Our brains have been endowed with an amazing array of skills and cognitive tools. But over time, we each come to identify with, and overly on, only a few of them. If you’re very comfortable with analysis, the first step to becoming a more flexible thinker is to try to understand and tap into your intuition. If you tend to be extremely morally certain, the first step may be to do things that stretch your moral boundaries, or interact with people that might normally outrage you. If you tend to quickly generate and fall in love with solutions to problems, your first step might be to resist your intuition long enough to generate counterintuitive breakthroughs. So stepping into the unknown looks different for everyone, but the book addresses first steps for any type of thinker.
What’s your favorite story from the book?
I met so many fascinating characters through my research but if I had to pick one, I might choose Antanas Mockus. I came across Mockus while researching how counterintuitive, and frankly insane-seeming ideas, sometimes create amazing results. Mockus became the mayor of Bogota in the 1990s when the city was considered one of the worst in the world. Crime, pollution, corruption. Mockus felt he had to interrupt the patterns and perceptions of the citizenry to stop the cycles of chaos the city was in.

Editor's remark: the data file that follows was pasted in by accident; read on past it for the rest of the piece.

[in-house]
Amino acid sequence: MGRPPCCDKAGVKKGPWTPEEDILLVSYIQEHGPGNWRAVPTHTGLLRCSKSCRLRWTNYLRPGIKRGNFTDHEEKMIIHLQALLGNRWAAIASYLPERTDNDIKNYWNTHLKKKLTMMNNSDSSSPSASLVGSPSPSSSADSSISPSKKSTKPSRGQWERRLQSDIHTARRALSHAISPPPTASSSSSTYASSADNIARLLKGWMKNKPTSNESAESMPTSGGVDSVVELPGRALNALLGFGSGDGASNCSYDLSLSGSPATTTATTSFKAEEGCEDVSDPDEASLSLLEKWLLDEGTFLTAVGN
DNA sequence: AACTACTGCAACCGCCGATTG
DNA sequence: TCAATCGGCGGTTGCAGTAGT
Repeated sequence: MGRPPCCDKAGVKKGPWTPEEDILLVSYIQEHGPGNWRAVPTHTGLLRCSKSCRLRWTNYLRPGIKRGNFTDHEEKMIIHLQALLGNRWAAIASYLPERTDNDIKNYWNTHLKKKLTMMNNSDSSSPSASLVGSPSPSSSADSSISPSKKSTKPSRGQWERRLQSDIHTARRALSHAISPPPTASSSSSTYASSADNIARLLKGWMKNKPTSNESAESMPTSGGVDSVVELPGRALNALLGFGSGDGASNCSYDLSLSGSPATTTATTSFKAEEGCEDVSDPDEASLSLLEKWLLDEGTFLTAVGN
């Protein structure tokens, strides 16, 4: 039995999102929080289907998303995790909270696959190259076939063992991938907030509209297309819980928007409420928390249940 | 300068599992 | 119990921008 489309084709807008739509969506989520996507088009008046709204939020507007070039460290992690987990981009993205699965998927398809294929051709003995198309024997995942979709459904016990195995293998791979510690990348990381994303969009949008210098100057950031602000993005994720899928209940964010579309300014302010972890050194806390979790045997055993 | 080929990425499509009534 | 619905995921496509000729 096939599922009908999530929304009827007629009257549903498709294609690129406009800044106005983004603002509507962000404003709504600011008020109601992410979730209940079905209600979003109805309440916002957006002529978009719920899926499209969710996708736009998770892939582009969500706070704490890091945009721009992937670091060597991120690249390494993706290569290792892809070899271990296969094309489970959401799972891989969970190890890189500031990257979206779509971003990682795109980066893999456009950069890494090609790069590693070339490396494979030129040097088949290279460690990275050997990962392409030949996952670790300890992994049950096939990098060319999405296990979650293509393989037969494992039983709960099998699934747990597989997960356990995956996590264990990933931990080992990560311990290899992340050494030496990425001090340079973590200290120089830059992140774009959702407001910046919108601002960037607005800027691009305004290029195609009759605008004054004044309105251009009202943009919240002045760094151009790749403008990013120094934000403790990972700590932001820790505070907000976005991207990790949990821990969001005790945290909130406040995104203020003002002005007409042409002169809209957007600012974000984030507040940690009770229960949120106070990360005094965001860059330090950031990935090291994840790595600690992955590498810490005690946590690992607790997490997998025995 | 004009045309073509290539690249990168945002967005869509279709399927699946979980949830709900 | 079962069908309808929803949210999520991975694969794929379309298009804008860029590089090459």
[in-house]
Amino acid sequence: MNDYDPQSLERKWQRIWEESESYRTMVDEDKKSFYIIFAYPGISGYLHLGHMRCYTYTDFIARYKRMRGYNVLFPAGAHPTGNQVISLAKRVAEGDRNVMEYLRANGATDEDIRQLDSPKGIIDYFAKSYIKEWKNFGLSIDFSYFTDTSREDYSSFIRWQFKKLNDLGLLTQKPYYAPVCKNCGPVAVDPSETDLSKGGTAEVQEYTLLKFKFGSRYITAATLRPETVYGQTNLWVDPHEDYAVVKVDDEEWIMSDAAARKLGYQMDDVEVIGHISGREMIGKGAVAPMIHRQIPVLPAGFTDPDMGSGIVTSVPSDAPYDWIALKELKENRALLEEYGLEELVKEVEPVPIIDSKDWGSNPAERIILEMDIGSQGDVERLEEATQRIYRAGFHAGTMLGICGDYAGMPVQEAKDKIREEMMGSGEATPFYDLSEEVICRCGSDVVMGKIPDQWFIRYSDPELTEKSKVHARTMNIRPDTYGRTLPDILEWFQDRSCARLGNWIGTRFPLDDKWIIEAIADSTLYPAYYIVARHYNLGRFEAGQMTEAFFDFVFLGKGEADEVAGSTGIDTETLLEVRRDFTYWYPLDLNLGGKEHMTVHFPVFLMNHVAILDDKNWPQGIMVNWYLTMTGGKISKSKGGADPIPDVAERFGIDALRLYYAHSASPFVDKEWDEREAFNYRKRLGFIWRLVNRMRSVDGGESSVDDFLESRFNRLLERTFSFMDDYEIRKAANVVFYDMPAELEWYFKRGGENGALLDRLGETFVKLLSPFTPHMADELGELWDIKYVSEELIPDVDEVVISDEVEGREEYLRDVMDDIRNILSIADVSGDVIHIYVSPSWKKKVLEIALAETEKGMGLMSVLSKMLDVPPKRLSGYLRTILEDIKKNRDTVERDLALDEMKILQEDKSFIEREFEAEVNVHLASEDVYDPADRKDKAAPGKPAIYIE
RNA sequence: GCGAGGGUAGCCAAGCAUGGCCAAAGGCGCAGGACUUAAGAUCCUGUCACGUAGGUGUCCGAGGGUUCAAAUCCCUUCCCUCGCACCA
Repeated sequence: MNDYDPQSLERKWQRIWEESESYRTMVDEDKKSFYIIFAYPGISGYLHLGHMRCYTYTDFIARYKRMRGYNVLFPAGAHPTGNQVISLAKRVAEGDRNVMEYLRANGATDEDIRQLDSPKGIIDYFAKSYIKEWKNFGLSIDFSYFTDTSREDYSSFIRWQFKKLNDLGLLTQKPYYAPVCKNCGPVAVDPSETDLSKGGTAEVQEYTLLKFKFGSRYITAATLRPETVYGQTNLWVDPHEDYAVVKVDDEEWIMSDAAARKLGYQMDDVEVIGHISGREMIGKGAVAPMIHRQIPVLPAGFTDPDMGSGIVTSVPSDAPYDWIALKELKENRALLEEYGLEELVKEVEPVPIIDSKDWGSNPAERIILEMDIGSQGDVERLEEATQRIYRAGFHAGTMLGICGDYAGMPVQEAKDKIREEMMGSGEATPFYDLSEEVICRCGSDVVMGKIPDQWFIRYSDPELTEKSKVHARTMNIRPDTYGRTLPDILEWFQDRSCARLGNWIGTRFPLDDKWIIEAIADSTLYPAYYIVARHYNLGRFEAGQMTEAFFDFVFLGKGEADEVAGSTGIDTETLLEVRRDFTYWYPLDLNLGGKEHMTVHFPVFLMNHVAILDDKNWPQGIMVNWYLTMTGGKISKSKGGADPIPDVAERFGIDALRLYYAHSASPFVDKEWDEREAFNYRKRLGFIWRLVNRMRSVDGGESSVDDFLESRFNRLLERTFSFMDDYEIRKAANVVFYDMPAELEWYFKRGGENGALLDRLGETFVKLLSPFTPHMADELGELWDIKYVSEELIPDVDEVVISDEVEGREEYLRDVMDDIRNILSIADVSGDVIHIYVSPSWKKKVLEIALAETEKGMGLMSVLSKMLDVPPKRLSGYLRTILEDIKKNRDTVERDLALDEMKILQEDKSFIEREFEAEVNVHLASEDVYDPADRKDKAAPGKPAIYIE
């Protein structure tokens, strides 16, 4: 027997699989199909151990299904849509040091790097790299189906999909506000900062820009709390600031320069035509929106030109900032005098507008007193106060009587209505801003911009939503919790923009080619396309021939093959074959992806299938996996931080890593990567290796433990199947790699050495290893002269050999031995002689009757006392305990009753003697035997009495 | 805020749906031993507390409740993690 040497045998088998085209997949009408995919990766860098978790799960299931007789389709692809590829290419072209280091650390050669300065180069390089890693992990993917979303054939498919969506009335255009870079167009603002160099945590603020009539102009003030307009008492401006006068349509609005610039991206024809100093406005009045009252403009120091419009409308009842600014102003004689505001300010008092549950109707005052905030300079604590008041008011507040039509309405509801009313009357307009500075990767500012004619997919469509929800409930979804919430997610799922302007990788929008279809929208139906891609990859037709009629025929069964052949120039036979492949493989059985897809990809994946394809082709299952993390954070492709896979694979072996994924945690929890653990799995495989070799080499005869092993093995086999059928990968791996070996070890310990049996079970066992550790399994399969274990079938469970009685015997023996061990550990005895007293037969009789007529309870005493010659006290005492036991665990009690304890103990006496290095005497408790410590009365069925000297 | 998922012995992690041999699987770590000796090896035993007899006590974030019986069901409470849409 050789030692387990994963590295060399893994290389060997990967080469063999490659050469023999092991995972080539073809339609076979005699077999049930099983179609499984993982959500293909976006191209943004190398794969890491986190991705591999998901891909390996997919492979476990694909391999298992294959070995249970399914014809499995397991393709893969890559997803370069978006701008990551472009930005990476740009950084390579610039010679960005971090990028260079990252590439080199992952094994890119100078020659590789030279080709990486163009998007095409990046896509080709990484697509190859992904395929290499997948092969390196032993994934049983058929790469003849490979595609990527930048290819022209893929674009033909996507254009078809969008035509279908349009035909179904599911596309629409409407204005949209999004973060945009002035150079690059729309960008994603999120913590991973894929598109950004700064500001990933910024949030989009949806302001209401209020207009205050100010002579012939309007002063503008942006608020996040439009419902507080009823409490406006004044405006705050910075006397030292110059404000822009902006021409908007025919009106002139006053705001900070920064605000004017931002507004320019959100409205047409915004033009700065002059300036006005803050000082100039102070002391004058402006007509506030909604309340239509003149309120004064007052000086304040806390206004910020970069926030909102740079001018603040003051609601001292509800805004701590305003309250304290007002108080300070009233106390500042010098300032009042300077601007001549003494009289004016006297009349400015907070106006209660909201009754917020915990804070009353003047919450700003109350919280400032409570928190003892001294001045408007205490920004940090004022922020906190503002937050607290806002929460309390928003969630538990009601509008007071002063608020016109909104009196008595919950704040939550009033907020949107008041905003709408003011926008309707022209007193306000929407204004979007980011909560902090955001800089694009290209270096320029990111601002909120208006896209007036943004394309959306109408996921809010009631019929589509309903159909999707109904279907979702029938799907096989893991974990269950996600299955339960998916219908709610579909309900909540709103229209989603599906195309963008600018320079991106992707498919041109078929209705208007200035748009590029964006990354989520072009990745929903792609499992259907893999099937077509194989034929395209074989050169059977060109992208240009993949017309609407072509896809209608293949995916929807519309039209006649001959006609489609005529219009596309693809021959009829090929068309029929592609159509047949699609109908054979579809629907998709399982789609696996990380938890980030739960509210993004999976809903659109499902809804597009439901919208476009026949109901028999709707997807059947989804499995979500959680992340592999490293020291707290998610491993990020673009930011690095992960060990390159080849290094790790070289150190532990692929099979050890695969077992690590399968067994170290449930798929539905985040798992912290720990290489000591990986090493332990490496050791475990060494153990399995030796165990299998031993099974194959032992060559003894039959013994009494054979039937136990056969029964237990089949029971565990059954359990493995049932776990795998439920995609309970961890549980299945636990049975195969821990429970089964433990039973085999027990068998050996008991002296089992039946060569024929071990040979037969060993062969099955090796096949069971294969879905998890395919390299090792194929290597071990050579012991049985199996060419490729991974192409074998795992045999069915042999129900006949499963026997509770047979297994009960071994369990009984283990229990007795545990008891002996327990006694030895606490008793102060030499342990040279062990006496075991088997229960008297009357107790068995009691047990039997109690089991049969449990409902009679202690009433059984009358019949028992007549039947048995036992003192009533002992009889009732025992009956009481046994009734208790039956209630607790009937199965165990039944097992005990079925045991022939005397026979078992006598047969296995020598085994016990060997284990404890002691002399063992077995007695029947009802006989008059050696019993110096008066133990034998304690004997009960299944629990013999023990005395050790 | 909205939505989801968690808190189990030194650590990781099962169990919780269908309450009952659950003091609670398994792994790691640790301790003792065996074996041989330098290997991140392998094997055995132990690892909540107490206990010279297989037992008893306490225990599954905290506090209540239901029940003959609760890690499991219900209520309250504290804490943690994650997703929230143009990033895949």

As the president of Bogota’s largest university, he first rose to prominence by silencing and subduing a crowd on the verge of rioting by mooning them. The crowd was stunned, then they burst out laughing and peacefully dispersed. As mayor, he replaced corrupt traffic cops with mimes that gently embarrassed lawbreaking drivers. He encouraged citizens to engage in symbolic violence (like creating effigies and beating them up) to replace real violence. Murders dropped by 70%, traffic accidents even moreso. He completely transformed the city. What I love about Mockus is that he was a creative iconoclast and a clown, but he was also a scientist. Everything he did was based in sound science and he measured and analyzed the impacts of each of his wacky campaigns. Mockus was equal parts magic and science, like Walt Disney meets Moneyball. I think we all can learn a lot from people like him about taking intelligent risks.
Who needs to read this book?